On May 28, 3:16 am, Roy Schestowitz <newsgro...@xxxxxxxxxxxxxxx>
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> Switching to Linux which distro to use, Ubuntu?
The big problem with all of the Debian based distributions is the lack
of LSB 3.0 compatibility. Many software vendors have adopted the
LSB-3.0 standard as a reliable way to distribute software packages.
Some of the REQUIRED elements include Red Hat Package Manager (RPM),
standard support for gnome AND qt, and support for Motif API
When you are looking at high-end 3rd party commercial software, such
as Lotus Notes 8, DB2, Oracle, Rational tools, and other desktop and
server applications, you need a stable environment and a predictable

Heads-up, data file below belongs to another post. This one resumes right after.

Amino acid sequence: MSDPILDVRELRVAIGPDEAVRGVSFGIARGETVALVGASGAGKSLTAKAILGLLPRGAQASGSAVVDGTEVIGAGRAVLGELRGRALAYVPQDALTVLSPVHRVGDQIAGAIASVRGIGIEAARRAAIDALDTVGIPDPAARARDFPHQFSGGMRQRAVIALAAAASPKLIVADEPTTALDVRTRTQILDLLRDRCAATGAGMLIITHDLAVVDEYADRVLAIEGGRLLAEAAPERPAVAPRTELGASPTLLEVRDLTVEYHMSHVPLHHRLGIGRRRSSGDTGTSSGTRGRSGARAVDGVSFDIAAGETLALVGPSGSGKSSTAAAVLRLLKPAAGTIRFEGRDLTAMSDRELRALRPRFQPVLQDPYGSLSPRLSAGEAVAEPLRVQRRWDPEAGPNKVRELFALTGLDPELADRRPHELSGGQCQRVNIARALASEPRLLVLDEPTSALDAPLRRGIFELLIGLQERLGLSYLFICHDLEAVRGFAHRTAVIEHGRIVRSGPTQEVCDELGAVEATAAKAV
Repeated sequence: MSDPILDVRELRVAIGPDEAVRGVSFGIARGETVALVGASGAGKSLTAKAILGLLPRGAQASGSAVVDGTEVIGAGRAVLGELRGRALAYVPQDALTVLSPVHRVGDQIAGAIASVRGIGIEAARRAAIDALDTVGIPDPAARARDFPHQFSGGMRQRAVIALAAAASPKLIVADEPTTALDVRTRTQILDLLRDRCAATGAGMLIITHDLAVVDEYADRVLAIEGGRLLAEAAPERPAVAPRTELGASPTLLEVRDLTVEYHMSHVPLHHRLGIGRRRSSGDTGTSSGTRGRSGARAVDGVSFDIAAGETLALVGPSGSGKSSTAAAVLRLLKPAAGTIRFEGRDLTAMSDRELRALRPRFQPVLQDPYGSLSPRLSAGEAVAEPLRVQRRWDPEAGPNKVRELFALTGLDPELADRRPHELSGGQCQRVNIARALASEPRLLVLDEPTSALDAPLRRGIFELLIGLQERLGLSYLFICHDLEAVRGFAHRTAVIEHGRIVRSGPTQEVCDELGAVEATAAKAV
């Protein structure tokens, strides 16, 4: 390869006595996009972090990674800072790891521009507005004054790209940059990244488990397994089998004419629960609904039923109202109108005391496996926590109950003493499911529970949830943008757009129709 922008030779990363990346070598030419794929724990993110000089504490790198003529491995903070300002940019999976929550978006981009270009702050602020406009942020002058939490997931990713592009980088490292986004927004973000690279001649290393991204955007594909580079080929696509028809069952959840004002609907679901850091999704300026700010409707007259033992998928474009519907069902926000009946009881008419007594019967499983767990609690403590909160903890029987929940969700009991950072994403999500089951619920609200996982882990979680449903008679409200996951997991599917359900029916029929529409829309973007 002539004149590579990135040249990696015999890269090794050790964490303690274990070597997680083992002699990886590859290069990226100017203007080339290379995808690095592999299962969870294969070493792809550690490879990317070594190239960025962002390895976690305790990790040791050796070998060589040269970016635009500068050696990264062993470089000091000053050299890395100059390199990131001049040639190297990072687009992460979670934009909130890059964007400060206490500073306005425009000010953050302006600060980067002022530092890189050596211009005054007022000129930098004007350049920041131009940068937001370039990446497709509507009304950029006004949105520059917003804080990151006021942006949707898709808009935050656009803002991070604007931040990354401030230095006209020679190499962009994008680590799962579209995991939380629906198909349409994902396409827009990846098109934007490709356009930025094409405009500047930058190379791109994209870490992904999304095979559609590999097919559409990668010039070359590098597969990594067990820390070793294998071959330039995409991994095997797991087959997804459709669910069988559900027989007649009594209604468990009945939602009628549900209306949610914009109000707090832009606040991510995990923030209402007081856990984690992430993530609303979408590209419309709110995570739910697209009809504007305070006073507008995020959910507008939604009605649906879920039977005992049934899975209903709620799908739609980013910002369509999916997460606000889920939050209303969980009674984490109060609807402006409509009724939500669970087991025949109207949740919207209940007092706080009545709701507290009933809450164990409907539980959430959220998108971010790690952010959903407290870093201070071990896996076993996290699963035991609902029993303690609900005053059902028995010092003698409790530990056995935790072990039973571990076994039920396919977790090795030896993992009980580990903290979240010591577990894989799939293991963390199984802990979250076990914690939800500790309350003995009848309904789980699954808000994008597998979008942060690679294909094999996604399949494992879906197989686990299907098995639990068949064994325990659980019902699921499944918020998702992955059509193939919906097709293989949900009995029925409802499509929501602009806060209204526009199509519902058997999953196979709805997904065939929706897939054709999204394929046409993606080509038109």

target framework configuration.
This doesn't mean that you have to exclude Debian features, or that
you have to give up the GNOME desktop, but you need to have the
standard framework required by these high end applications, which
often means accepting "non-GNU" components as part of the
I really love the look and feel of KDE, but if I want to install
commercial applications, it's a real challenge to do that on the
It is possible to bring Ubuntu up to LSB 3.0 compatibility, but the
end-users shouldn't have to do that by themselves.
For this reason, I prefer a commercially supported standards based
Linux such as SUSE SLED or Red Hat's RHED for the desktop, and SLES or
RHES for servers.